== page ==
Steve Francis has been cut from his Chinese team

Unless Steve Francis(notes) completely reshapes his body, attitude and game, he is probably done in the world of professional basketball. The whole world. Because the team in Beijing that signed him a few weeks ago has just cut him.

In what is being described as an amicable parting between two sides that completely hate each other, the Beijing Ducks have released the former NBA All-Star (the former NBA All-Star starter, mind you) after a total of four games played out of a one-season (with an option for a second) contract. Francis was with the team for 13 days and played a total of 14 minutes. He scored two points.

The Ducks signed the 33-year-old Francis because of his popularity in the region due to his one-time pairing with fellow Houston Rockets All-Star Yao Ming(notes). Francis never seemed to get over the fact that he was more of a sideshow in the Chinese league than an actual on-court asset, which is fair, but the Ducks' coaching staff also never seemed to get over the fact that Francis was completely out of shape and looked ineffective in a league where other NBA washouts like Randolph Morris(notes) and Javaris Crittenton(notes) can average Jordan-esque statistics.

Rumors have long been bounced around about how Francis never did the best job keeping his body in shape. Still, the real culprit behind this move and the idea that he even had to shop his wares around the Chinese league just six years after making an NBA All-Star team at the age of 26 is the fact that Francis never worked on his game. The all-around athletic talent that entered the NBA in 1999 was the same all-around talent -- save for the potential -- who was just cut the other day from the Beijing Ducks. Same ideas about driving and scoring, but without the body that once allowed for endless forays to the front of the rim.

And because Francis never really worked on perfecting that jumper or improving his court vision, the game passed him by. Even in China, where he clashed with the Ducks coach and insisted that more game time -- as opposed to hours spent practicing with his new team -- would be the best remedy for his basketball woes. And basketball doesn't really work that way, on any level.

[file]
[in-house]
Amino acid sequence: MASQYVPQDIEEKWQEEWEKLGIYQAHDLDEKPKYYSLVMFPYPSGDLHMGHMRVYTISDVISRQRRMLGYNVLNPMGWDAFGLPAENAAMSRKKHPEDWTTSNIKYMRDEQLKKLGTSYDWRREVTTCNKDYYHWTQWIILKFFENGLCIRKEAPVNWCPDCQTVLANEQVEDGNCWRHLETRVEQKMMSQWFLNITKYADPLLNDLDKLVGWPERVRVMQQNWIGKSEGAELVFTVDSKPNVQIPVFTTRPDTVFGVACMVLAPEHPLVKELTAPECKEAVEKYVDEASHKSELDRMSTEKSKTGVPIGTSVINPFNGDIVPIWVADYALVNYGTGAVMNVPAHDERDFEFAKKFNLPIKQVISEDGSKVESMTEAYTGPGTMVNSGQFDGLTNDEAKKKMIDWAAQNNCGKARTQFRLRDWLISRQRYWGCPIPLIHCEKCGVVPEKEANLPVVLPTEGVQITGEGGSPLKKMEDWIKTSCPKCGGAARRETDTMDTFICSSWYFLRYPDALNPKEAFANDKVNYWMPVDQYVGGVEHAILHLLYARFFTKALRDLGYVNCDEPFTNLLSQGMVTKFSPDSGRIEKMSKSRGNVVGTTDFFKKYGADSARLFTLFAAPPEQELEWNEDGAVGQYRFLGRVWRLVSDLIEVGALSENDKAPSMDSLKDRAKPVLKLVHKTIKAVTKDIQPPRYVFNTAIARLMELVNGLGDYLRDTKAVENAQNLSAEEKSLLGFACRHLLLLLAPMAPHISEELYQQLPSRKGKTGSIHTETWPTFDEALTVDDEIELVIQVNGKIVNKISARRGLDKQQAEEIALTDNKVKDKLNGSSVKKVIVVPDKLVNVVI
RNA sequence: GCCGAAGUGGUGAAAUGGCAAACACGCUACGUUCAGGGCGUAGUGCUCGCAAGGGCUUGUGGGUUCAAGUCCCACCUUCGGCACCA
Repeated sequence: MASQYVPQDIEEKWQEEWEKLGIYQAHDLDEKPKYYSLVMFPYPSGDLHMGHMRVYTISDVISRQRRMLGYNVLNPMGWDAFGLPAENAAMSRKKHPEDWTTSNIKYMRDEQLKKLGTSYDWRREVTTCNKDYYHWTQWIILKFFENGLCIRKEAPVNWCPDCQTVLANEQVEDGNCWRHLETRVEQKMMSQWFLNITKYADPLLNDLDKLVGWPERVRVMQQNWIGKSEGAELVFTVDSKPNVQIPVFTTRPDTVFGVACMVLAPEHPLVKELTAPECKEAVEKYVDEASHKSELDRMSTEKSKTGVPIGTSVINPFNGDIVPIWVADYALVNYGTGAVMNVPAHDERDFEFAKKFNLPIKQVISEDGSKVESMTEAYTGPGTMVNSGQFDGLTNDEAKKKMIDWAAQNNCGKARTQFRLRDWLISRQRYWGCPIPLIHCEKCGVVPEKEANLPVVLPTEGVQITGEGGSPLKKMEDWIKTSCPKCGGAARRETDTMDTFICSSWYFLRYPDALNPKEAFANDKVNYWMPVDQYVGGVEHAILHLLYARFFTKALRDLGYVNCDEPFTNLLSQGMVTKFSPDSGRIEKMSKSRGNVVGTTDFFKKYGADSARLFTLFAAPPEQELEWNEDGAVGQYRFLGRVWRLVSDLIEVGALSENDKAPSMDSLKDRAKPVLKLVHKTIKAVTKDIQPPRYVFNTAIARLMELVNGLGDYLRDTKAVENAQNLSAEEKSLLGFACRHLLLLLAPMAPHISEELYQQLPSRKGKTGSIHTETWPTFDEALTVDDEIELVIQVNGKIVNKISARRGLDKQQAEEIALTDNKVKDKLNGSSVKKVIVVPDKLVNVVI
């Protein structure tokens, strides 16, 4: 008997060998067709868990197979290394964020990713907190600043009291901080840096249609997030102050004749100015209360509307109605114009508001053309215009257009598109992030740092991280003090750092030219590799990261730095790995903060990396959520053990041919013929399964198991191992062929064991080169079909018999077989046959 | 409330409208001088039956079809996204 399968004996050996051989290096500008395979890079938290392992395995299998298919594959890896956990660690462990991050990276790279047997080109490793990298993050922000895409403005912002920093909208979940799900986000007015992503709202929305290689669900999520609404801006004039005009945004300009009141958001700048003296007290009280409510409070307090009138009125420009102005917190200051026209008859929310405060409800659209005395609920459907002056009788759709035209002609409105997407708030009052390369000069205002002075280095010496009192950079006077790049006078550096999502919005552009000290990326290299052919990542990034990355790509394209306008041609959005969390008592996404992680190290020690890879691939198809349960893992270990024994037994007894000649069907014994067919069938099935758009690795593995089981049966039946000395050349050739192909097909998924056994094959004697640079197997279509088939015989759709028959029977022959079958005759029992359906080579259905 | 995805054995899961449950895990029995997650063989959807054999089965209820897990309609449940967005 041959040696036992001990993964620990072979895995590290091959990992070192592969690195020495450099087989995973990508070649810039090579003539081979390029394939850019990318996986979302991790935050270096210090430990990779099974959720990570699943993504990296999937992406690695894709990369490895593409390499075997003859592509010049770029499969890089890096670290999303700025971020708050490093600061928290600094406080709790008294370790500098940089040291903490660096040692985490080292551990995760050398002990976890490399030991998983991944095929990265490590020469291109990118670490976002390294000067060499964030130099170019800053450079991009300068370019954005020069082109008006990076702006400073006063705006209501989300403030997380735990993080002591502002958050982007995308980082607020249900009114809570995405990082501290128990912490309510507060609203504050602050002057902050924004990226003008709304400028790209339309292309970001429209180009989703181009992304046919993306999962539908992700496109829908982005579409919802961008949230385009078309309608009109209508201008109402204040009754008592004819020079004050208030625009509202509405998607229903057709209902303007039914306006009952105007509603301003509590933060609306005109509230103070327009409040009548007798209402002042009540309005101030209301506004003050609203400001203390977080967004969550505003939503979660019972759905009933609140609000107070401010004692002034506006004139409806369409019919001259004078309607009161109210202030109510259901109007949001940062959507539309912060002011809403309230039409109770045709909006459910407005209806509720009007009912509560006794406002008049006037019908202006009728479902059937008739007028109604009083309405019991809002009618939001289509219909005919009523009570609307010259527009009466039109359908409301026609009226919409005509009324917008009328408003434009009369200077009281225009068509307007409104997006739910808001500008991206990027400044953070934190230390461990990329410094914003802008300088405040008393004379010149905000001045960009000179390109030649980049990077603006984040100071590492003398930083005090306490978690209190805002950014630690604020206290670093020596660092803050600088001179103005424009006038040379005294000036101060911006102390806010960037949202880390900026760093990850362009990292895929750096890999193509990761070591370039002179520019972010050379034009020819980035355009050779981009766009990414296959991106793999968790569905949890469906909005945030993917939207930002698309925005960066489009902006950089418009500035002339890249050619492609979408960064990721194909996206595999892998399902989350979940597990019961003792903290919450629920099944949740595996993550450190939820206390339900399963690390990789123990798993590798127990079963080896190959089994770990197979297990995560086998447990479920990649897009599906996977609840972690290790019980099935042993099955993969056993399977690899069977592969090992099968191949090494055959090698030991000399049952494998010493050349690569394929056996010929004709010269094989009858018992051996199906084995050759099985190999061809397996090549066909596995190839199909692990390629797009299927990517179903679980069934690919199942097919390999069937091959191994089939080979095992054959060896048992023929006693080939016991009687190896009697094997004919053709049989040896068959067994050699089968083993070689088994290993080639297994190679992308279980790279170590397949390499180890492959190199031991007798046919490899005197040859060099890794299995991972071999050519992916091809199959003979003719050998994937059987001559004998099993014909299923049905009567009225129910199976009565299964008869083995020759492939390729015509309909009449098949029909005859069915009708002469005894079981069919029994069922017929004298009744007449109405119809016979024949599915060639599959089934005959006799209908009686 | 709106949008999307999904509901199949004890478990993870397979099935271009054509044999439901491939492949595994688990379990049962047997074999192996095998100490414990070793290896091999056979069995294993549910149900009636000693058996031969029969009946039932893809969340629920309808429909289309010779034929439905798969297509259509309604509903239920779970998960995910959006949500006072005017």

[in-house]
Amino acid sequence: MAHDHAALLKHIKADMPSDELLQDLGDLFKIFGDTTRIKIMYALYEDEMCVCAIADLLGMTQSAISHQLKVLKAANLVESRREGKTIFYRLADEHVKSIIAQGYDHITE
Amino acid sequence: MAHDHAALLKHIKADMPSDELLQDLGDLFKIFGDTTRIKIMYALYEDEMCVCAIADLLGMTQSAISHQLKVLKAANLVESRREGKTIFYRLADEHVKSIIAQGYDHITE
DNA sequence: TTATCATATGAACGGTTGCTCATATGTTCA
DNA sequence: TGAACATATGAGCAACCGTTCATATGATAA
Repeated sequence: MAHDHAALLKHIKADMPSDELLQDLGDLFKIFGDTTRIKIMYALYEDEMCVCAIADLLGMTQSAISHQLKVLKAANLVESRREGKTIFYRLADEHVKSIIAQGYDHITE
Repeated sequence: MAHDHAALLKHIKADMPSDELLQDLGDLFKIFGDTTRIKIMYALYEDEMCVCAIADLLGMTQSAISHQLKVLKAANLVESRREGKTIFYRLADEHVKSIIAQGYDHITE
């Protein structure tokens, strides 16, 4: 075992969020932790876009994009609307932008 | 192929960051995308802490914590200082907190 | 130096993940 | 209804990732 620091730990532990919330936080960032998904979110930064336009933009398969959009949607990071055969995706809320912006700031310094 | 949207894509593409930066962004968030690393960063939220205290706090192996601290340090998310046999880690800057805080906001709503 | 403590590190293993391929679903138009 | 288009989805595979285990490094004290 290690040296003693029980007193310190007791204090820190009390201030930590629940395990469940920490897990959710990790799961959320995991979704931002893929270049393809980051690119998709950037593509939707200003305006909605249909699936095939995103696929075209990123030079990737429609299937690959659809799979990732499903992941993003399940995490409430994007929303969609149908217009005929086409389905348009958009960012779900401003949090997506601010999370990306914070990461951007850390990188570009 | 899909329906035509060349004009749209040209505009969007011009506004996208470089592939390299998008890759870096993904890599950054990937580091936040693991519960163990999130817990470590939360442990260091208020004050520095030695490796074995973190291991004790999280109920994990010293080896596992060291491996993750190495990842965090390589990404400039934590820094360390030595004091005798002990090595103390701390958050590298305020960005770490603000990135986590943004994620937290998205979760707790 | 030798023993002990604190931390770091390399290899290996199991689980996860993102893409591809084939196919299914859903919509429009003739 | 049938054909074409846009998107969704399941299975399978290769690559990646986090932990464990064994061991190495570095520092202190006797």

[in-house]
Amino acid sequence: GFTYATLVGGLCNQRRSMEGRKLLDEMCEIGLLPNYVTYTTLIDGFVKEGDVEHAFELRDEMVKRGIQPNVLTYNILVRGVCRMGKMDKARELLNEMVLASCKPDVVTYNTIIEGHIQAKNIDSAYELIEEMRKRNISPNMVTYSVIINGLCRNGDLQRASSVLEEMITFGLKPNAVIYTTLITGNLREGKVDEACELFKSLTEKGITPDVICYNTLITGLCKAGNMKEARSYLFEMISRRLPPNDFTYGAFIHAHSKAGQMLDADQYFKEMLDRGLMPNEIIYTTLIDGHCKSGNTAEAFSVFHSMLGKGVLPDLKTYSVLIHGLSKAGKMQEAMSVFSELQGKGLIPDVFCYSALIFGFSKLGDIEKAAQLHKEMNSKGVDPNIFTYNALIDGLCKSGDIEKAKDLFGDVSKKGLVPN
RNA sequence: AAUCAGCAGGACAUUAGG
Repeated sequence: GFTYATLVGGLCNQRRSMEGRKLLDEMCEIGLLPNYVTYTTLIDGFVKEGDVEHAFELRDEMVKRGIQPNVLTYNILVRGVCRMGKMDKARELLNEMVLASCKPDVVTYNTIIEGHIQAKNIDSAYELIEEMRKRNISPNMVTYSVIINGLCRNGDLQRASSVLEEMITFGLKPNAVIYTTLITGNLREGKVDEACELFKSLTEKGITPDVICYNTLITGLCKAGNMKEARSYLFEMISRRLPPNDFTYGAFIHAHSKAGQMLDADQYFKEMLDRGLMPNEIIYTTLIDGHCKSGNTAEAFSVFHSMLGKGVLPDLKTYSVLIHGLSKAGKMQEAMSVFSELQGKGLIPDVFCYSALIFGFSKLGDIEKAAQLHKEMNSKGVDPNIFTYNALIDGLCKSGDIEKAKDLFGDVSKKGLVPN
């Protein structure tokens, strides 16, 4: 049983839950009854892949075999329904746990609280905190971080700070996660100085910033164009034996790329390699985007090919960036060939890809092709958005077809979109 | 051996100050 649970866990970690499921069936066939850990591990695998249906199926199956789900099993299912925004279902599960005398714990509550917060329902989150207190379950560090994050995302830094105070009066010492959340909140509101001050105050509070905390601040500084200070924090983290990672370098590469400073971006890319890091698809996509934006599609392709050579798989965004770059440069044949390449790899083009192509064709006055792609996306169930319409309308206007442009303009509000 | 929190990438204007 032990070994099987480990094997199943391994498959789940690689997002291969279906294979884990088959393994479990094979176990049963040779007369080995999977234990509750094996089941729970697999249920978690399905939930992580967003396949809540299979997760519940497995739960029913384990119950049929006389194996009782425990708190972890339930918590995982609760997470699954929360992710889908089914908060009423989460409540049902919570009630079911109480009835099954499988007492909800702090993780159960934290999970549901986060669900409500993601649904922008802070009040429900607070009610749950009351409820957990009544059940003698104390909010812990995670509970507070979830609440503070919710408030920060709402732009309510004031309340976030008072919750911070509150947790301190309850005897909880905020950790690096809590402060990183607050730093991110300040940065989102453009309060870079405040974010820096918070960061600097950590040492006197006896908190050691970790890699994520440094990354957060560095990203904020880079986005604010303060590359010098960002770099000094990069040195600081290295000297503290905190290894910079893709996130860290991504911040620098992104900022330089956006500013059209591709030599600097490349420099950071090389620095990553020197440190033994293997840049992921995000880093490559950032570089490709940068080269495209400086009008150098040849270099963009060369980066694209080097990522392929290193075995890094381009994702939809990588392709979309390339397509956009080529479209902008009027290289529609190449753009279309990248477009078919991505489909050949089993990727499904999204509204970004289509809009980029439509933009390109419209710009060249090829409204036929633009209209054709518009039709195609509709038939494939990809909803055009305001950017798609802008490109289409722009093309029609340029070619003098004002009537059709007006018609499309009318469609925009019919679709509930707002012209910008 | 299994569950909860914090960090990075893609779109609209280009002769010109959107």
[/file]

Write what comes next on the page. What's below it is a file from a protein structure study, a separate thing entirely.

Worse, Francis brought with him the sort of petulant attitude that forced him to clash with coaches in Houston, Orlando and New York -- and inspired the Magic to actually suspend him back in 2006.


In his third game on the 19th against Guangdong, Francis scored his first and only basket of his China career in a little over five minutes, but his play on the court was overshadowed by a late-game incident that happened off the court. Coming down to the wire in a close game away against three-time defending champs, Guangdong, Beijing's star import, Randolph Morris, fouled out on a questionable loose ball foul battling for a rebound under the boards. Morris, displeased with the call, walked back to the bench incredulously as the game's television camera focused in on him. Unknowingly on camera, Francis, in the background and on the bench, extended a middle finger over his head to the ref protesting the call. Though he went unpunished by in-game officials, he received a warning by the league for his "uncivilized behavior," and the team was ordered to privately "criticize and educate" the player to prevent any similar acts from occurring in the future, which is a common and accepted form of punishment within the country.

Because that's what 33-year-old basketball players do. They flip off the refs.

Barring a complete overhaul of his body, playing style and attitude, Francis is done in the NBA. And while the Chinese leagues aren't the dregs of the international scene, the organization is a ways removed from the better European leagues or the American minor leagues. And no matter the talent level, no league is going to want a petulant former star who isn't in shape, who only wants to work back into shape on company time, and brings a terrible attitude to an otherwise happy team.

This is probably it for Steve Francis. Unless he changes everything we've ever known about Steve Francis.

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